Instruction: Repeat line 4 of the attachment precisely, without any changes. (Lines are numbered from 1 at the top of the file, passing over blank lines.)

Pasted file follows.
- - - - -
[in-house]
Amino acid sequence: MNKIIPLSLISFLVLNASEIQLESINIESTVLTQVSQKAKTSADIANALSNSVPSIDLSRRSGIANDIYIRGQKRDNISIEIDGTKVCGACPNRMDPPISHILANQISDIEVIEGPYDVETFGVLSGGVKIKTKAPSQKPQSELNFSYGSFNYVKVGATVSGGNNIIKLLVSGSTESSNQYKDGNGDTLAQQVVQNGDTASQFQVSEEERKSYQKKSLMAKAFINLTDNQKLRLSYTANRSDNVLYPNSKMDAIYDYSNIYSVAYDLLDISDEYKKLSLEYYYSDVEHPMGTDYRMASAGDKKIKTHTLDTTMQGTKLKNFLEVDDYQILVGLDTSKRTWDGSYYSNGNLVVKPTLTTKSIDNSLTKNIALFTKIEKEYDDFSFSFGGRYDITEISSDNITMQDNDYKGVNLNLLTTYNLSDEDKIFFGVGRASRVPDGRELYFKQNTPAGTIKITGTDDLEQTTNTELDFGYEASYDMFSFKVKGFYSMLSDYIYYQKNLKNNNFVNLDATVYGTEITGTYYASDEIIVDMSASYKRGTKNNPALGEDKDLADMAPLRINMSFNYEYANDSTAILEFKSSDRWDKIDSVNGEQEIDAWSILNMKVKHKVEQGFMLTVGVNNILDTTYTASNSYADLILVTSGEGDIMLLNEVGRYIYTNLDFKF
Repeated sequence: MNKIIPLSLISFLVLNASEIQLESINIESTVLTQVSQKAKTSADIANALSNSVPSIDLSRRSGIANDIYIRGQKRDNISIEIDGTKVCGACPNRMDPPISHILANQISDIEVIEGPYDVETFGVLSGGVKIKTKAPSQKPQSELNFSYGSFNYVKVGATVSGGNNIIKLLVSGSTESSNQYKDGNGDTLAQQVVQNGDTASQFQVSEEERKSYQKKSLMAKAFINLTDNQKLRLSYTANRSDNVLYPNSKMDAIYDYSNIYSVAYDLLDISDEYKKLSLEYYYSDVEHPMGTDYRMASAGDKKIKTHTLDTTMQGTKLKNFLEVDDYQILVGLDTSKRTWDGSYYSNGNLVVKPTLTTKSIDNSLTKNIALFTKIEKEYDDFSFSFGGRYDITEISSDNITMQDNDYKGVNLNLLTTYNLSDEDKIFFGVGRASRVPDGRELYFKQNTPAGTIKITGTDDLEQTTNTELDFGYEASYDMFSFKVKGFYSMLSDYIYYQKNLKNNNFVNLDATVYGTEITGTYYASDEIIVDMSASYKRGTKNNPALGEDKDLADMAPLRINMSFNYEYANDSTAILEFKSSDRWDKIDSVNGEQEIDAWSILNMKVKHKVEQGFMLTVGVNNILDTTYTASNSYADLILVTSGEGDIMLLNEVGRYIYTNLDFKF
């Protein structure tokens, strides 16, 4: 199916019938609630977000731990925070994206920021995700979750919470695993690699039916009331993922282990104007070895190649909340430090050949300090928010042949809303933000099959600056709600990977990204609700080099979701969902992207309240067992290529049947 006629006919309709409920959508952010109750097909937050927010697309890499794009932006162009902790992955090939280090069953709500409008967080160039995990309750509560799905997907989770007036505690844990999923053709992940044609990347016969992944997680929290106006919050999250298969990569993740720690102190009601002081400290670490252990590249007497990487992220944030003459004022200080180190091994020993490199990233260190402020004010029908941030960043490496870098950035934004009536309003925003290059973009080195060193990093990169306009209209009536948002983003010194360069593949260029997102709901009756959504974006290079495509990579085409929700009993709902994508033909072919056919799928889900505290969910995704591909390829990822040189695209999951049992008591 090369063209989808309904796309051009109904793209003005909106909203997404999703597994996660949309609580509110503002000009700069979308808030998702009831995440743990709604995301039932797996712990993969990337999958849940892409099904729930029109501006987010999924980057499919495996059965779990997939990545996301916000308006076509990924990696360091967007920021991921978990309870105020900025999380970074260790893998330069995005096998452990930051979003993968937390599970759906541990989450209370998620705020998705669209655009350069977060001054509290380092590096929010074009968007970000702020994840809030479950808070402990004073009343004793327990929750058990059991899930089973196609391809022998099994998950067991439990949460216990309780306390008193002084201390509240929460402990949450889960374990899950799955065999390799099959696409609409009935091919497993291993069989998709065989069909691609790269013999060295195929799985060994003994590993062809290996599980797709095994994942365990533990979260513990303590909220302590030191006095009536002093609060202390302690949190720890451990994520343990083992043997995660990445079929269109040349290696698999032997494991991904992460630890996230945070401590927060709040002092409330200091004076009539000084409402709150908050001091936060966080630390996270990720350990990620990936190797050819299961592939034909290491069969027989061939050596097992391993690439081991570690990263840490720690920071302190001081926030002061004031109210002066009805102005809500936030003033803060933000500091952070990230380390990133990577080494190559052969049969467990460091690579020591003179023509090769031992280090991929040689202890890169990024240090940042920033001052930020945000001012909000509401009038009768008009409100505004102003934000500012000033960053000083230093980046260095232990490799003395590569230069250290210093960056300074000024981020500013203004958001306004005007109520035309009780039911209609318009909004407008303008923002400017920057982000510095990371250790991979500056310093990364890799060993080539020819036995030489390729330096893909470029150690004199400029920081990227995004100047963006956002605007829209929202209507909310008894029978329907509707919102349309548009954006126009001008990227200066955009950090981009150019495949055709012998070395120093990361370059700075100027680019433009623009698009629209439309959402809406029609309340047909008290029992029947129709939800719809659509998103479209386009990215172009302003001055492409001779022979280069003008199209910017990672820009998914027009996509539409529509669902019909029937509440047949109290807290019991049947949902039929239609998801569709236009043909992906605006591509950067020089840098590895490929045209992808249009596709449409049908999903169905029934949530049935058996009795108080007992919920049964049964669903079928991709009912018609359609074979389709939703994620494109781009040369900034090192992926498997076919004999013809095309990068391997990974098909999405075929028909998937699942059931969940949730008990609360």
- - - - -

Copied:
């Protein structure tokens, strides 16, 4: 199916019938609630977000731990925070994206920021995700979750919470695993690699039916009331993922282990104007070895190649909340430090050949300090928010042949809303933000099959600056709600990977990204609700080099979701969902992207309240067992290529049947 006629006919309709409920959508952010109750097909937050927010697309890499794009932006162009902790992955090939280090069953709500409008967080160039995990309750509560799905997907989770007036505690844990999923053709992940044609990347016969992944997680929290106006919050999250298969990569993740720690102190009601002081400290670490252990590249007497990487992220944030003459004022200080180190091994020993490199990233260190402020004010029908941030960043490496870098950035934004009536309003925003290059973009080195060193990093990169306009209209009536948002983003010194360069593949260029997102709901009756959504974006290079495509990579085409929700009993709902994508033909072919056919799928889900505290969910995704591909390829990822040189695209999951049992008591 090369063209989808309904796309051009109904793209003005909106909203997404999703597994996660949309609580509110503002000009700069979308808030998702009831995440743990709604995301039932797996712990993969990337999958849940892409099904729930029109501006987010999924980057499919495996059965779990997939990545996301916000308006076509990924990696360091967007920021991921978990309870105020900025999380970074260790893998330069995005096998452990930051979003993968937390599970759906541990989450209370998620705020998705669209655009350069977060001054509290380092590096929010074009968007970000702020994840809030479950808070402990004073009343004793327990929750058990059991899930089973196609391809022998099994998950067991439990949460216990309780306390008193002084201390509240929460402990949450889960374990899950799955065999390799099959696409609409009935091919497993291993069989998709065989069909691609790269013999060295195929799985060994003994590993062809290996599980797709095994994942365990533990979260513990303590909220302590030191006095009536002093609060202390302690949190720890451990994520343990083992043997995660990445079929269109040349290696698999032997494991991904992460630890996230945070401590927060709040002092409330200091004076009539000084409402709150908050001091936060966080630390996270990720350990990620990936190797050819299961592939034909290491069969027989061939050596097992391993690439081991570690990263840490720690920071302190001081926030002061004031109210002066009805102005809500936030003033803060933000500091952070990230380390990133990577080494190559052969049969467990460091690579020591003179023509090769031992280090991929040689202890890169990024240090940042920033001052930020945000001012909000509401009038009768008009409100505004102003934000500012000033960053000083230093980046260095232990490799003395590569230069250290210093960056300074000024981020500013203004958001306004005007109520035309009780039911209609318009909004407008303008923002400017920057982000510095990371250790991979500056310093990364890799060993080539020819036995030489390729330096893909470029150690004199400029920081990227995004100047963006956002605007829209929202209507909310008894029978329907509707919102349309548009954006126009001008990227200066955009950090981009150019495949055709012998070395120093990361370059700075100027680019433009623009698009629209439309959402809406029609309340047909008290029992029947129709939800719809659509998103479209386009990215172009302003001055492409001779022979280069003008199209910017990672820009998914027009996509539409529509669902019909029937509440047949109290807290019991049947949902039929239609998801569709236009043909992906605006591509950067020089840098590895490929045209992808249009596709449409049908999903169905029934949530049935058996009795108080007992919920049964049964669903079928991709009912018609359609074979389709939703994620494109781009040369900034090192992926498997076919004999013809095309990068391997990974098909999405075929028909998937699942059931969940949730008990609360």